- Wat Mahathat – a great place for Vipassana Meditation and buying cute souvenirs. It’s also among the oldest temples in Bangkok;
- Bangkok National Museum – one of the biggest museums in Southeast Asia and the best place to see some beautiful local art and statues;
- Museum of Siam – only a boat ride away, this discovery museum is the perfect place to learn more about Thai life, both history and present times;
BONUS #1: My best tips for visiting the Temple of Dawn
I just couldn’t miss the opportunity to give you the most precious tips I found out when I visited Wat Arun, am I right? Here goes:
- The best time to visit is very early in the morning or late in the evening;
- If you want to visit the main temple and pagoda, keep in mind that the stairs up are quite steep so be careful at all times;
- Don’t forget about the dress code – dress appropriately if you want to be allowed inside the temple! This is true for all religious sites and temples in Thailand;
- Photography is allowed free of charge everywhere inside the location;
- King Rama II placed his crown on the top of the main pagoda – make sure to check it out!
- Don’t miss the other attractions nearby on the banks of Chao Phraya, either on the same side or on the opposite side. These are all mentioned above!
BONUS #2: Recommended camera gear for visiting Bangkok
Here’s our camera gear that we take all around with us, perfect for Bangkok too. It has everything you’ll ever need!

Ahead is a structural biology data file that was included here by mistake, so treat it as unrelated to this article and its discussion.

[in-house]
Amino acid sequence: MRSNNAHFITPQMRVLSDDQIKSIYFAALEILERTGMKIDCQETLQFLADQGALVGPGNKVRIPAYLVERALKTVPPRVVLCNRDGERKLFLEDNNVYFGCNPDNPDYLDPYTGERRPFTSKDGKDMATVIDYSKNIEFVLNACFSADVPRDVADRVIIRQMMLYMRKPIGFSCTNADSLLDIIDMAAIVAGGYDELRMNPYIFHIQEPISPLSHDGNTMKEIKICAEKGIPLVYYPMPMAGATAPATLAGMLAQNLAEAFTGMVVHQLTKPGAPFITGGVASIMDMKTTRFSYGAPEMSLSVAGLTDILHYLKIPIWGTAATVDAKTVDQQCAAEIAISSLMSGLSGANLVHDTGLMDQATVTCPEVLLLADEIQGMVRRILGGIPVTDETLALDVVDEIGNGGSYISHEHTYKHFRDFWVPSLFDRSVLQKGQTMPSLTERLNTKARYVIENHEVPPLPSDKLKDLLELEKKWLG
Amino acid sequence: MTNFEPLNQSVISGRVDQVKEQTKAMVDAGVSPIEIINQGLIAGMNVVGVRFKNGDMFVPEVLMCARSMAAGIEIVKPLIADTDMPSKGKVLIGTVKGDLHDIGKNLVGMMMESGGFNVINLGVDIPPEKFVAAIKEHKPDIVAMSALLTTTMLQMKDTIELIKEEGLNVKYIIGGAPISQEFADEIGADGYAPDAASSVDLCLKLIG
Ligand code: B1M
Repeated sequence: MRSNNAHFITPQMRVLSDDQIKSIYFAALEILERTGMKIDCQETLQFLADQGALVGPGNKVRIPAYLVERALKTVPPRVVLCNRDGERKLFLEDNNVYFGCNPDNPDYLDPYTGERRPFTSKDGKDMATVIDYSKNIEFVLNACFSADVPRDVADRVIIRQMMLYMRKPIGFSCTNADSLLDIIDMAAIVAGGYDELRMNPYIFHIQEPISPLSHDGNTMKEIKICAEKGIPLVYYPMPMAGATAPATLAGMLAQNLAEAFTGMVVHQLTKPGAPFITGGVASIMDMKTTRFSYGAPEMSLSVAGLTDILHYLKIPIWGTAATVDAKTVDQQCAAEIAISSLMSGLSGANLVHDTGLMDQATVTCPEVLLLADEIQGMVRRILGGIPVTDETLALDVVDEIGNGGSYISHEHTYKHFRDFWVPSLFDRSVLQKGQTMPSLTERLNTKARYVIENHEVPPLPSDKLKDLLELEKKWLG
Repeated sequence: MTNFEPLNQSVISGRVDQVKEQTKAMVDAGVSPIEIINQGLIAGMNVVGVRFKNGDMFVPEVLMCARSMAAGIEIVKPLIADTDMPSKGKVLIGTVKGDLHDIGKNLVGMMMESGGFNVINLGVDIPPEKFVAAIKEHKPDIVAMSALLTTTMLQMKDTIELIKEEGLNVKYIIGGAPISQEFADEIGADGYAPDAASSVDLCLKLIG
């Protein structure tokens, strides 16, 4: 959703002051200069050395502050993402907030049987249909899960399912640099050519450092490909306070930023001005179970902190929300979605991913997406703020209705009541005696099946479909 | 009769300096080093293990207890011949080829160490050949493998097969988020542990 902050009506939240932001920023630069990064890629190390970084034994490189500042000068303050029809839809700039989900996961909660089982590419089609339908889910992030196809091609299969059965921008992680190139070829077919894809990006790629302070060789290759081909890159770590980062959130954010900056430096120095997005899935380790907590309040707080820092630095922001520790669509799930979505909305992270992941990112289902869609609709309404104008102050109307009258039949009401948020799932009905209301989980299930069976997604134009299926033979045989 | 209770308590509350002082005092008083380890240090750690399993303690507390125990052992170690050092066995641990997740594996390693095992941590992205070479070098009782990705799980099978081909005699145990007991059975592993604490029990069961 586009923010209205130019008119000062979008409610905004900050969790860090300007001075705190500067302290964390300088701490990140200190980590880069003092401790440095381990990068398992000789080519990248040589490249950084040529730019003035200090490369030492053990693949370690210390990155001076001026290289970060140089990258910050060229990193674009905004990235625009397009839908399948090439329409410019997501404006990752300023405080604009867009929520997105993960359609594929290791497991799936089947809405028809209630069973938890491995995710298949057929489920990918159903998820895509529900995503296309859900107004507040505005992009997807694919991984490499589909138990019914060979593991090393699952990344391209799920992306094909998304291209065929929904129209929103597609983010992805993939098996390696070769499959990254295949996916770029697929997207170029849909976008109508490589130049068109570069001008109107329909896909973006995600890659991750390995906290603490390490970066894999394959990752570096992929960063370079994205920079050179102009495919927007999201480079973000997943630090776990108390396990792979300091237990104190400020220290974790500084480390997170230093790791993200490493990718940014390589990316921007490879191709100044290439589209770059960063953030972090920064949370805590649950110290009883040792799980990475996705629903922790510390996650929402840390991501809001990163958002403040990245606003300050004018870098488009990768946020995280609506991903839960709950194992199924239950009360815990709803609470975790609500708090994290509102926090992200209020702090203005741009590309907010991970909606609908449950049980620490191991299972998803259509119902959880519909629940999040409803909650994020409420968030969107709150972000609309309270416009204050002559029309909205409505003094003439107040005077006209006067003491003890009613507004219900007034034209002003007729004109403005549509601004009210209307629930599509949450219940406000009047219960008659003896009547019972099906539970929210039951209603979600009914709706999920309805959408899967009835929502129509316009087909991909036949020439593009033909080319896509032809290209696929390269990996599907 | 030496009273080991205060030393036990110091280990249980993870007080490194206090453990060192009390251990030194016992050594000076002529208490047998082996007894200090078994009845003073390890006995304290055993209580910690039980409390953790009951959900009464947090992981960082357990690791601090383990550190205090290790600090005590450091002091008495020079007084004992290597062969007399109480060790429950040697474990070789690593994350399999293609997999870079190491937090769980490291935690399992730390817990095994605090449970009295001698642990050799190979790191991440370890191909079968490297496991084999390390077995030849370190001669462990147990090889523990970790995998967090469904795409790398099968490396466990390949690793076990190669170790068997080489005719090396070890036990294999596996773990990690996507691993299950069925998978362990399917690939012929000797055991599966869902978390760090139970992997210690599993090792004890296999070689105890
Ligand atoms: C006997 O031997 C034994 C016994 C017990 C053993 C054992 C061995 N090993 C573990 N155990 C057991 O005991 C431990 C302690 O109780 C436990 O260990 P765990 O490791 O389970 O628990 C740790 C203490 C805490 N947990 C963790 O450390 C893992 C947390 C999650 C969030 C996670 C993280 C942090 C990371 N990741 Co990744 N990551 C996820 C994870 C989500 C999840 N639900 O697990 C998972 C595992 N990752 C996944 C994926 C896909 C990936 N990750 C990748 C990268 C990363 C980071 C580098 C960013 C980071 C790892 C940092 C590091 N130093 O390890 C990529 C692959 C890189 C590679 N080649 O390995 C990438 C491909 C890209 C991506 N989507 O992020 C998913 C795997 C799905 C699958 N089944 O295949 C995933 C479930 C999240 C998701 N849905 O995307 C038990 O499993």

CAMERA: Canon EOS 5D Mark IV
EVERYDAY LENS: Canon EF 24-70mm F/2.8L II USM Zoom Lens
WIDE ANGLE LENS: Sigma 10-20mm f3.5 EX DC
PORTRAIT LENS: Sigma 35mm F1.4 DG
GOPRO: GoPro HERO8 Black
NV FILTER: Hoya 82mm Variable Density Screw-in Filter
HARD DRIVE: LaCie 4 TB
RELATED READ: If you want to read more about our photography gear, I recommend checking out my dedicated article: What’s in my Camera Bag – All My Travel Blogging Gear
You have reached the end of my complete travel guide for Wat Arun Temple (Temple of Dawn) in Bangkok. This gorgeous temple on the banks of the Chao Phraya River is one of Thailand’s treasures, a place full of history, with superb architecture! I truly believe this is one of the unmissable spots that should be part of your Bangkok itinerary for sure.
If you want to visit some other unforgettable attractions located in Bangkok such as Wat Pho or the Grand Palace, I recommend clicking here to find all my posts about Bangkok.